Monday, July 27, 2009

National Survey Finds Six in Ten Americans Believe Serious Outbreak of Influenza in Fall

Harvard School of Public Health
July 16, 2009

Boston, MA–As part of a series about Americans’ response to the H1N1 flu outbreak, the Harvard Opinion Research Program at the Harvard School of Public Health is releasing a national poll that focuses on Americans’ views and concerns about the potential for a more severe outbreak of Influenza A (H1N1) in the fall or winter. The polling was done June 22-28, 2009.

Click here for the complete survey.

Click here for the charts.

Likelihood of Serious Outbreak

Approximately six in ten Americans (59%) believe it is very or somewhat likely that there will be widespread cases of Influenza A (H1N1) with people getting very sick this coming fall or winter. Parents are more likely than people without children to believe this will occur, with roughly two thirds of parents (65%) saying it is very or somewhat likely compared to 56% of people without children.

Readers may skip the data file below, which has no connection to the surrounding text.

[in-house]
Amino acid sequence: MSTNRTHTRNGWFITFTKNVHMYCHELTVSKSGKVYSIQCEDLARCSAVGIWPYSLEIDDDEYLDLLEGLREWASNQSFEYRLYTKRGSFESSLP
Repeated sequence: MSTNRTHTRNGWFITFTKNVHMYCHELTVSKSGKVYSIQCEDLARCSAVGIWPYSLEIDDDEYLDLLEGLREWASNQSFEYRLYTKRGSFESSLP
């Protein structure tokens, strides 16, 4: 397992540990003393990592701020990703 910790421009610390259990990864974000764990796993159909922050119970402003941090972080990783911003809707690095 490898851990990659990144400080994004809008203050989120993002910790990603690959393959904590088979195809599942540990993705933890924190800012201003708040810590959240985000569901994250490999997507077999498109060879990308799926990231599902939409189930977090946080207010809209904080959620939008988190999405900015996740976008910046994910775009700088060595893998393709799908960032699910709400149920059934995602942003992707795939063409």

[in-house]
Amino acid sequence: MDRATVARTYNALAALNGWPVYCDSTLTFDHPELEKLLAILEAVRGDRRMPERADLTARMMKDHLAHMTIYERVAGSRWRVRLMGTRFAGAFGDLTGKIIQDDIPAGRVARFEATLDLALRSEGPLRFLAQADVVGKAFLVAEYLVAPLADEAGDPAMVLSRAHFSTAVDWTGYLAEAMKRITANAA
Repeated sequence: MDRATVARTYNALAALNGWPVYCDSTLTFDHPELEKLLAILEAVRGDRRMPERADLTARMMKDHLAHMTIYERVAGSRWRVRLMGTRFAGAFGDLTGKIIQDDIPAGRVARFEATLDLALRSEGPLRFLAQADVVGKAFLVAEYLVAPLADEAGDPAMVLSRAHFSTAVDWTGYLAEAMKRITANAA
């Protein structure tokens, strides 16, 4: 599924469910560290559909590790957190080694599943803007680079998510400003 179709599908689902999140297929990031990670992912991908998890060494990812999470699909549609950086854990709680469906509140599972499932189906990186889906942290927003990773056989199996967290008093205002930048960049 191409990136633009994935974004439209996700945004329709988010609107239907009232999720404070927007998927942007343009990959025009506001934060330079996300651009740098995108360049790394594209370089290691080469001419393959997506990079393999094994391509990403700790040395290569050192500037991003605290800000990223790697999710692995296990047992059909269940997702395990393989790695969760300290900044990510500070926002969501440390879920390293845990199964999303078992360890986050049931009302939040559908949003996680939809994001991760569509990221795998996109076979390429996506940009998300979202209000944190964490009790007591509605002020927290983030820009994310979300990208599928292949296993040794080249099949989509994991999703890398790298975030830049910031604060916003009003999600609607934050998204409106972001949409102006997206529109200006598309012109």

“These results suggest Americans are likely to support public health officials in prioritizing preparations for the possibility of a serious H1N1 outbreak in the fall or winter,” said Robert J. Blendon, Professor of Health Policy and Political Analysis at the Harvard School of Public Health.

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